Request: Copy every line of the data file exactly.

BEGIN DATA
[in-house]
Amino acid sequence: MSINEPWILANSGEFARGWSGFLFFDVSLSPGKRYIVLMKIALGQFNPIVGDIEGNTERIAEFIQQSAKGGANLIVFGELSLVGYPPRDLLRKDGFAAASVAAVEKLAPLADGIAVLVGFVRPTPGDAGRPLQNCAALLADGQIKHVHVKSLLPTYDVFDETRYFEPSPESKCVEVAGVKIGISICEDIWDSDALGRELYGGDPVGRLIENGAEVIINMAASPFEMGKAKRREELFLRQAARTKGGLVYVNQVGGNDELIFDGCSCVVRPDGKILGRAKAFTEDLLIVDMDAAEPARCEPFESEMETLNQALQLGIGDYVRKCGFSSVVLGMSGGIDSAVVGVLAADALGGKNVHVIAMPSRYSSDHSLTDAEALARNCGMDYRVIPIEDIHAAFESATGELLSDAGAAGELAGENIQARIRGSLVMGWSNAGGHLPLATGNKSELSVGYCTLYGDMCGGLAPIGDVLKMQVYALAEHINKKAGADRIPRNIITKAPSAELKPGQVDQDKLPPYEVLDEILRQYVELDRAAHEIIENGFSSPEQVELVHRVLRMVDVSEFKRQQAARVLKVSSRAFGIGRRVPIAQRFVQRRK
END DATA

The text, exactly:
[in-house]
Amino acid sequence: MSINEPWILANSGEFARGWSGFLFFDVSLSPGKRYIVLMKIALGQFNPIVGDIEGNTERIAEFIQQSAKGGANLIVFGELSLVGYPPRDLLRKDGFAAASVAAVEKLAPLADGIAVLVGFVRPTPGDAGRPLQNCAALLADGQIKHVHVKSLLPTYDVFDETRYFEPSPESKCVEVAGVKIGISICEDIWDSDALGRELYGGDPVGRLIENGAEVIINMAASPFEMGKAKRREELFLRQAARTKGGLVYVNQVGGNDELIFDGCSCVVRPDGKILGRAKAFTEDLLIVDMDAAEPARCEPFESEMETLNQALQLGIGDYVRKCGFSSVVLGMSGGIDSAVVGVLAADALGGKNVHVIAMPSRYSSDHSLTDAEALARNCGMDYRVIPIEDIHAAFESATGELLSDAGAAGELAGENIQARIRGSLVMGWSNAGGHLPLATGNKSELSVGYCTLYGDMCGGLAPIGDVLKMQVYALAEHINKKAGADRIPRNIITKAPSAELKPGQVDQDKLPPYEVLDEILRQYVELDRAAHEIIENGFSSPEQVELVHRVLRMVDVSEFKRQQAARVLKVSSRAFGIGRRVPIAQRFVQRRK